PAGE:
Here’s some very useful information on malting from “A Textbook of Brewing” by Jean De Clerck published in english in 1958. These are not quotes, I’m just paraphrasing and adding my own thoughts:
On floor malting;
Firstly, the length of time malt spends germinating is much longer than I previously thought. The longer the germination the more enzymes develop. 10 -11 days in Great Britain to produce a fully modified malt for single infusion mashes. 7-8 days for the less modified malts on the continent.
Recommended germination temperatures 15-18 C for pale malts 20-25 C for dark malts.
Modification continues even when the roots start to wither. So no need to keep spraying water to keep the roots healthy looking. You actually want growth to slow down. The most active growth period is from day 3 to day 6. The build up of CO2 will also slow growth without inhibiting enzyme development, so a box with a lid is a good idea although I wouldn’t recommend plastic as it may encourage mould to develop.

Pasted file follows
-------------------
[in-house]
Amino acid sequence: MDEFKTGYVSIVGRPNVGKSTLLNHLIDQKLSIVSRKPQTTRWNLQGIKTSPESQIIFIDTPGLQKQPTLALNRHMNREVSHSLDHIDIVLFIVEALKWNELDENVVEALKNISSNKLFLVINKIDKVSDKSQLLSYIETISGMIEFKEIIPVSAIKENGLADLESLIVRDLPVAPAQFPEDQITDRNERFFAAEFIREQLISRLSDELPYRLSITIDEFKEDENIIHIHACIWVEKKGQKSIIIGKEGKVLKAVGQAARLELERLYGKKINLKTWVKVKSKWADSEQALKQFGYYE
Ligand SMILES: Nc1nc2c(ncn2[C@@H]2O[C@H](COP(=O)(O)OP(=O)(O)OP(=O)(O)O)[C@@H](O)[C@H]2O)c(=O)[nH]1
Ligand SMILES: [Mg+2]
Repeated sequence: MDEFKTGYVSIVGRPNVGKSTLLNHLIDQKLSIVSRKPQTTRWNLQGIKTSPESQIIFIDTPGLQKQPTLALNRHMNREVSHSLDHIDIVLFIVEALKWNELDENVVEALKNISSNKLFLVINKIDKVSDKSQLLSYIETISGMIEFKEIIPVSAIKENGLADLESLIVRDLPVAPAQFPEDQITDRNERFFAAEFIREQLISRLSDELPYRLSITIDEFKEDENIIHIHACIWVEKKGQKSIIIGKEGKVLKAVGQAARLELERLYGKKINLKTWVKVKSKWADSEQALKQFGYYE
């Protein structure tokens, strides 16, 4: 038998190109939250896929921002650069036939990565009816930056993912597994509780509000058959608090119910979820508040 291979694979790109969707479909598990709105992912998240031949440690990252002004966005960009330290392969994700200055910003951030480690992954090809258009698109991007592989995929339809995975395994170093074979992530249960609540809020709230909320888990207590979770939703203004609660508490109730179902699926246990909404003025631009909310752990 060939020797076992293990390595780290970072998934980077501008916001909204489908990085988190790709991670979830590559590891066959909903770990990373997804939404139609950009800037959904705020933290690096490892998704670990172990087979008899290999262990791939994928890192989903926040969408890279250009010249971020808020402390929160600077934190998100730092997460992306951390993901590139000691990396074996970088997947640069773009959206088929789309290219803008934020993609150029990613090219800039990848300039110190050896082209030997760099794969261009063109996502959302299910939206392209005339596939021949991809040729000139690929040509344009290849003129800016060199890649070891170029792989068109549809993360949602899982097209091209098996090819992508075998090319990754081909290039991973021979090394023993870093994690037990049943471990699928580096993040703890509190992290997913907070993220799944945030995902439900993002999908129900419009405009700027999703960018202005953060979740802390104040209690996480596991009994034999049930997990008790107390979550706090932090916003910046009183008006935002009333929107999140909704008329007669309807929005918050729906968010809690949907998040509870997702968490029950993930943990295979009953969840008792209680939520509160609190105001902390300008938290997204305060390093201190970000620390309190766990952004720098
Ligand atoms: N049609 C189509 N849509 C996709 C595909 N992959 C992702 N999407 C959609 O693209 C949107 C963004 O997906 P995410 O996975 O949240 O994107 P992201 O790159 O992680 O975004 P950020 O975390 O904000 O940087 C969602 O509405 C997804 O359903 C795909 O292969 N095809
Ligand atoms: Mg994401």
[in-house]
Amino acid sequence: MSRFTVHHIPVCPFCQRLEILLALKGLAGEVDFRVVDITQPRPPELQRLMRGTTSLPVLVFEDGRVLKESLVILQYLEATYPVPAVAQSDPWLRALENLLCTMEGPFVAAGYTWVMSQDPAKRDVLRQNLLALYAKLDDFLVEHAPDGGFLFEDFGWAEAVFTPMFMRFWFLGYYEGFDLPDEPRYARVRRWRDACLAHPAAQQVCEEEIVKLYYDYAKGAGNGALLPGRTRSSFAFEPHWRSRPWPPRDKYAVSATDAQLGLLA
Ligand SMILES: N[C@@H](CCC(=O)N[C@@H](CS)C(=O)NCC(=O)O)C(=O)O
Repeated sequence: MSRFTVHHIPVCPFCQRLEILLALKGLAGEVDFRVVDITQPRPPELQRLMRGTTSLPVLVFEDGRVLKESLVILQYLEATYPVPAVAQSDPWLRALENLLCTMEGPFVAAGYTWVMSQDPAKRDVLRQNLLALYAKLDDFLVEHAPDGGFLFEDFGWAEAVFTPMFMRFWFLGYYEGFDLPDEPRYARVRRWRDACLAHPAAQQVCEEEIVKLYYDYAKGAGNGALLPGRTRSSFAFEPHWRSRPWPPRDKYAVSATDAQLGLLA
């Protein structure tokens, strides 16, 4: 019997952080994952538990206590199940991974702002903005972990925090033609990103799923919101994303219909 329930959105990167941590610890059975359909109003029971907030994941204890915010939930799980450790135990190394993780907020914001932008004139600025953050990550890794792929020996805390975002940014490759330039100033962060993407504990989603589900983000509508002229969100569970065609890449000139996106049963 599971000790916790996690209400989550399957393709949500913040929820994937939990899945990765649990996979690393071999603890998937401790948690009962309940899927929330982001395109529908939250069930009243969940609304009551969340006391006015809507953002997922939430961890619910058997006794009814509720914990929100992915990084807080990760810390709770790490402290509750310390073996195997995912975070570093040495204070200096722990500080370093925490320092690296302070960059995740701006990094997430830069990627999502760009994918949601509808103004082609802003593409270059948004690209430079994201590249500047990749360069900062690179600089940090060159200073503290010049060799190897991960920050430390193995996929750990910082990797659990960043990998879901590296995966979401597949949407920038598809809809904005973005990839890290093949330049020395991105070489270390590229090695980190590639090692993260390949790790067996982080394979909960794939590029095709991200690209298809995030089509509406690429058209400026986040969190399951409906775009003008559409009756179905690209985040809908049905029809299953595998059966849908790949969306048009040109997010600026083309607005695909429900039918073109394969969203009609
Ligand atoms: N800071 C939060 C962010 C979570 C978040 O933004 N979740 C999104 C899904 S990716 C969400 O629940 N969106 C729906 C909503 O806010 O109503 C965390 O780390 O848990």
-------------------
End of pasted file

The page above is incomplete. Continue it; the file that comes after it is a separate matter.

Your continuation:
The length of the acrospire is not a good way to judge the level of modification. Sometimes internal modification does not proceed as well as the growth of rootlets and acrospire. If this happens the temperature must be increased to 20-25 C even for pale malts. At higher temperatures roots can become tangled and matted together.
When highly modified malts are required eg. Munich malt, the rootlets are allowed to become matted which makes turning difficult and a plow type tool must be used to break it apart.
A better way to judge if the malt is modified is to observe the friability of the corn. To do this cut the barley corn along it’s length with a fingernail and rub between thumb and forfinger. If it spreads evenly and is relatively dry and chalky it is well modified. If not the contents of the corn roll into a ball between the fingers.